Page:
Breastfeeding has been shown to offer newborns a variety of health benefits and has even been linked to higher IQ scores and a lowered risk of childhood leukemia. Breastfeeding may be a healthy practice, but many mothers do not reach their breastfeeding goals and finish breastfeeding earlier than planned.

Seeking to improve breastfeeding, a new study researched the relationship between bed-sharing and breastfeeding, and questioned whether or not doctors’ advice against bed-sharing stunts breastfeeding in mothers. New mothers are often advised by their doctors not to share a bed with infants due to research that has linked the practice to an increased risk of Sudden Infant Death Syndrome (SIDS).

The study analyzed the breastfeeding habits of 678 women and found that mothers who frequently bed-share with their children consistently breastfed for longer than mothers who do not.

"Mothers who bed-share were twice as likely to breastfeed their baby for at least 6 months than mothers who began breastfeeding but didn't bed-share,” said Professor Helen Ball, lead author of the study.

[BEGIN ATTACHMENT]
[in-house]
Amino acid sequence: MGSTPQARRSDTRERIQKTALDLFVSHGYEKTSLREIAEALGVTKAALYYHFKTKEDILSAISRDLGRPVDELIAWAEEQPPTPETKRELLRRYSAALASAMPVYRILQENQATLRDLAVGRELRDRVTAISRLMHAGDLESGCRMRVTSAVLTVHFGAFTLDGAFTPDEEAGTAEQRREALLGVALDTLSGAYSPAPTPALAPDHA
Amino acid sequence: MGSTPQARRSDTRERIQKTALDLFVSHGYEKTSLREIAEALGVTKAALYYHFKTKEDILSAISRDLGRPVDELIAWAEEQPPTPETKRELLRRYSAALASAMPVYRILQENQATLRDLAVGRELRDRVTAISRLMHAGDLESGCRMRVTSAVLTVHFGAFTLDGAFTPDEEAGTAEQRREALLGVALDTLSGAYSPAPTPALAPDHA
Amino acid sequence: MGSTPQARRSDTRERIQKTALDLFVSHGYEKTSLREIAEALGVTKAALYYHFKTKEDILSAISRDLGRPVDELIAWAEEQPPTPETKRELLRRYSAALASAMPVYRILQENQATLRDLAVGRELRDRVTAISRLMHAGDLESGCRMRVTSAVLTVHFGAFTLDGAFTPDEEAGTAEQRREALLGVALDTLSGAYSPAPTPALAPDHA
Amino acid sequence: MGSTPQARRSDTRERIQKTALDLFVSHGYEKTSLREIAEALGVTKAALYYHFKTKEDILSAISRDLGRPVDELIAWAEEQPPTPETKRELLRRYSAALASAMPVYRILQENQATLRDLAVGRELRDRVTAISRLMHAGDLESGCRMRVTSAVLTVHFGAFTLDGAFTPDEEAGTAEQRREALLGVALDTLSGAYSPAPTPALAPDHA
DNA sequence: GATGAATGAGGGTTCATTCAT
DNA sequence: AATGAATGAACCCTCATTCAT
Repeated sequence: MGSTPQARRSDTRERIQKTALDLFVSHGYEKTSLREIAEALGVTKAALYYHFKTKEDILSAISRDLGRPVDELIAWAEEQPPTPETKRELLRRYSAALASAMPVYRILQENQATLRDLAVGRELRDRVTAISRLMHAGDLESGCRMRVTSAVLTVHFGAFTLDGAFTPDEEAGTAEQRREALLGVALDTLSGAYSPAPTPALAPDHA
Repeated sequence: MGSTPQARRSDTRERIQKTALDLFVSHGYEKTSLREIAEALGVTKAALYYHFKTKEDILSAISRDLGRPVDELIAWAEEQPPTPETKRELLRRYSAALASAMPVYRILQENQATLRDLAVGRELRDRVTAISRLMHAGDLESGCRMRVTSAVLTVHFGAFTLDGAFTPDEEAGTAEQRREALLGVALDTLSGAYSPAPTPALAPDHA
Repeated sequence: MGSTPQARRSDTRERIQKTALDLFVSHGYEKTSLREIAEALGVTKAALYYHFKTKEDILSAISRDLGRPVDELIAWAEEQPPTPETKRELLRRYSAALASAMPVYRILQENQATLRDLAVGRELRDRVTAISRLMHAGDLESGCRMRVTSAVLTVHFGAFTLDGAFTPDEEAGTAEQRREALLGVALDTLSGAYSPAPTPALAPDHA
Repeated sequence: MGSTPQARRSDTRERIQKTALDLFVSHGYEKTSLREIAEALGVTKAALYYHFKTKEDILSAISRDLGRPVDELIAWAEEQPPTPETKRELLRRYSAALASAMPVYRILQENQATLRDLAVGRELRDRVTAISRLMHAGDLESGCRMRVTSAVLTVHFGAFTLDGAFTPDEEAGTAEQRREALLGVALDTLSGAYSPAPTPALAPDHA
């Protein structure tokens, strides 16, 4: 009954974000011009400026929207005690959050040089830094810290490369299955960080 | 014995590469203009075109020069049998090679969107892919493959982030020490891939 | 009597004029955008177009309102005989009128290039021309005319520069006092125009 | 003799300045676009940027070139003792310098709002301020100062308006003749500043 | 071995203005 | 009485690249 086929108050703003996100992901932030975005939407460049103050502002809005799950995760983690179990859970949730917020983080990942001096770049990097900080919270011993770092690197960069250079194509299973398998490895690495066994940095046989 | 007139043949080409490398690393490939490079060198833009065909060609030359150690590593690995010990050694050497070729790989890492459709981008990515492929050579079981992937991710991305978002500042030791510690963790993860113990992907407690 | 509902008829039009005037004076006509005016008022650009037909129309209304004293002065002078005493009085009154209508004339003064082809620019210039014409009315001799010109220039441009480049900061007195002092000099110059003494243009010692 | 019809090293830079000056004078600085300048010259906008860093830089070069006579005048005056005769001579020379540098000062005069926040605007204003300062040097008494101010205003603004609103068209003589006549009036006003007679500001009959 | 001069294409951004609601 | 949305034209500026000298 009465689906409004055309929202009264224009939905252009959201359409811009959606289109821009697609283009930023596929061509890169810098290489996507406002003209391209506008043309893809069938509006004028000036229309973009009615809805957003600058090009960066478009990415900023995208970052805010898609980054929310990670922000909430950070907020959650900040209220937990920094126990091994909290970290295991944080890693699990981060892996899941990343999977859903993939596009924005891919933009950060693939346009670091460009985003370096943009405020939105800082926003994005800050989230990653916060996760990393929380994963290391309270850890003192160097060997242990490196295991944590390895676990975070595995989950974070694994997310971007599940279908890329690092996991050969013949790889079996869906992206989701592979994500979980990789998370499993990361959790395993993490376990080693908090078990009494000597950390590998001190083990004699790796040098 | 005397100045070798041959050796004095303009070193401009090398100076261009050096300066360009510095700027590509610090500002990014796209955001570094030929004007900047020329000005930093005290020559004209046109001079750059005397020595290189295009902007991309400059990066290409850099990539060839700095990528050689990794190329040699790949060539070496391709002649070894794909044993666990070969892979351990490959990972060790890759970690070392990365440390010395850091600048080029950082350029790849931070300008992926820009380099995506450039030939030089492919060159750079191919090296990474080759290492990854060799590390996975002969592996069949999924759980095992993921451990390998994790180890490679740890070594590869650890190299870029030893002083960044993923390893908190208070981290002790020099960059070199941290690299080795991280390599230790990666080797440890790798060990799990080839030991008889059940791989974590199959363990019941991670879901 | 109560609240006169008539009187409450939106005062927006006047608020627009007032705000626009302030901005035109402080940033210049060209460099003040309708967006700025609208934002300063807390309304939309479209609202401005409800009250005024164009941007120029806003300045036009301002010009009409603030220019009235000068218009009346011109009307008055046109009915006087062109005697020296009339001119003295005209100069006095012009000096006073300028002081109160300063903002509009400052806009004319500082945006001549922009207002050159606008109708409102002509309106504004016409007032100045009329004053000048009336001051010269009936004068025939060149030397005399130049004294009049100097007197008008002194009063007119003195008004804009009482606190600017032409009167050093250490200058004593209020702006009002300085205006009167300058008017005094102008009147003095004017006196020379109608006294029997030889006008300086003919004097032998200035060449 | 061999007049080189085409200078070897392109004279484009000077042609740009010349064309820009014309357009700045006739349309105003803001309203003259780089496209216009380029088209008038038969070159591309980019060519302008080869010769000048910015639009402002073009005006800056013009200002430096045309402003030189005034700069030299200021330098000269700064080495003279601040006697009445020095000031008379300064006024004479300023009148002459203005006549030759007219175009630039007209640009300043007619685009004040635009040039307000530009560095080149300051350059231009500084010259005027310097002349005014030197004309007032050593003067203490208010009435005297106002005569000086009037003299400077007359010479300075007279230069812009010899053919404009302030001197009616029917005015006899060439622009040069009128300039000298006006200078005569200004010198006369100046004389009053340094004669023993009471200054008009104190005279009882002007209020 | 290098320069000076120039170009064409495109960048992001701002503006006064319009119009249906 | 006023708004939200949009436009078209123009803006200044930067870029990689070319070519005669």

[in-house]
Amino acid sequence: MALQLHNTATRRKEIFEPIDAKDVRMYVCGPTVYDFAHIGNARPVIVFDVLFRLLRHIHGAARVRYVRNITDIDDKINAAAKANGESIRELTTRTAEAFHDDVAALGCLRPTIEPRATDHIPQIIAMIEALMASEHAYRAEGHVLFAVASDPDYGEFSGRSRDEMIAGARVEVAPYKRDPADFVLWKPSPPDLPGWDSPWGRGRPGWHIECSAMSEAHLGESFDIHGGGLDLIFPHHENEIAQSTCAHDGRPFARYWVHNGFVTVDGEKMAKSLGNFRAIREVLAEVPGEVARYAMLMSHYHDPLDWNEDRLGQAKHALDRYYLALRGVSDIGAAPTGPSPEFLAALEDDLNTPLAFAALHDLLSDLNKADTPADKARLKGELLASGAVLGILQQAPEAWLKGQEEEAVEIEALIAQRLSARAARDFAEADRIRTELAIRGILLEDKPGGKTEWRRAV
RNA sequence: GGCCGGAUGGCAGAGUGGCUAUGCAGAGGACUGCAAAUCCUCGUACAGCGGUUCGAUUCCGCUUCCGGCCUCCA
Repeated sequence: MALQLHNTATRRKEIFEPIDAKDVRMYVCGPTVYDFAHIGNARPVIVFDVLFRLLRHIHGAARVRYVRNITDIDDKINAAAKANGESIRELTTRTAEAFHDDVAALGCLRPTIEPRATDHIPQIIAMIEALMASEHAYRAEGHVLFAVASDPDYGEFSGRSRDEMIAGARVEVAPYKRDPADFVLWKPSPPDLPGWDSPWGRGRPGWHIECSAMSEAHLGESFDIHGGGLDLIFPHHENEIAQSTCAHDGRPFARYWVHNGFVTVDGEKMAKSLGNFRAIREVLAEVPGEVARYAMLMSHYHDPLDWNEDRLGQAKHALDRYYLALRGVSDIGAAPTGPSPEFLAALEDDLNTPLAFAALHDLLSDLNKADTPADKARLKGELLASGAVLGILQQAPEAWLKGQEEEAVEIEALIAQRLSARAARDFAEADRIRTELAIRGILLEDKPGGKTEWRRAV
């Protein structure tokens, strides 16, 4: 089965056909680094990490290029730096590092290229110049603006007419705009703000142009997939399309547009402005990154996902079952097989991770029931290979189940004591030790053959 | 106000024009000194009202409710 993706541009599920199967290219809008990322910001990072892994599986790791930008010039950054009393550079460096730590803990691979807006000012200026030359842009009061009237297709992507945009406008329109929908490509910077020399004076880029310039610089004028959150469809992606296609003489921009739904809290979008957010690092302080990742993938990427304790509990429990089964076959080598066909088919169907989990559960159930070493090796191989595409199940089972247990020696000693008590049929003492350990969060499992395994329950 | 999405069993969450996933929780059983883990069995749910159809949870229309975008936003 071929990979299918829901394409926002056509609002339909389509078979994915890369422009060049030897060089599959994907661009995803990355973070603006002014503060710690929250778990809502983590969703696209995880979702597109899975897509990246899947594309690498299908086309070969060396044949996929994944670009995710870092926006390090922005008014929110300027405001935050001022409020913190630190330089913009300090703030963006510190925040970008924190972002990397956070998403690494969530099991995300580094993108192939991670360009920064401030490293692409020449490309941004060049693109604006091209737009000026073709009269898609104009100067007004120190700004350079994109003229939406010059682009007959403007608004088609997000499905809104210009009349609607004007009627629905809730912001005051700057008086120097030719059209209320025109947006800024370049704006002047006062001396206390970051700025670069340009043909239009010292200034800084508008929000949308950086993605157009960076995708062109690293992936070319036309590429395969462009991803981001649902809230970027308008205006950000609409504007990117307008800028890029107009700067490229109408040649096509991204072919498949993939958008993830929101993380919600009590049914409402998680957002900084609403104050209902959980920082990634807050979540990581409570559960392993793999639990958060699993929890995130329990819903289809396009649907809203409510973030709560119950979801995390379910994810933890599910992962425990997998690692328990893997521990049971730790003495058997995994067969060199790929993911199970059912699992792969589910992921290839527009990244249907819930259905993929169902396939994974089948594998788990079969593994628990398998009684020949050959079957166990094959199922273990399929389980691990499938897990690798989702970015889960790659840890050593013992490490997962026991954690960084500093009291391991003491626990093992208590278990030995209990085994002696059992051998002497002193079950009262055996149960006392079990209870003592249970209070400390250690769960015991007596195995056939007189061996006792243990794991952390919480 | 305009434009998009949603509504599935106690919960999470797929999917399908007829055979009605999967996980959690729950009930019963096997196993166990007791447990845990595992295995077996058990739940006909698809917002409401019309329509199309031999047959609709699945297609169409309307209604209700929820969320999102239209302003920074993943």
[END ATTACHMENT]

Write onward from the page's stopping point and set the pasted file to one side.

Additionally, pregnant women who expressed a strong motivation to breastfeed were also more likely to share a bed with their baby once it was born.

“Mothers with the strongest intent to breastfeed are the ones who sleep with their babies the most," Ball said.

The study suggests that mothers who bed-share with their infants will breastfeed for longer than mothers who do not. Therefore, if mothers avoid bed sharing, it could potentially prevent women and children from experiencing all of the benefits of breastfeeding. In addition to benefits for the baby, mothers who breastfeed are at lower risk for type 2 diabetes than mothers who don’t.

Ball concludes: “These mothers therefore need information on how to make bed-sharing while breastfeeding as safe as possible."

Source: Ball HL, et al. Bed-sharing by breastfeeding mothers: who bed-shares and what is the relationship with breastfeeding duration? Acta Paediatrica. 2016.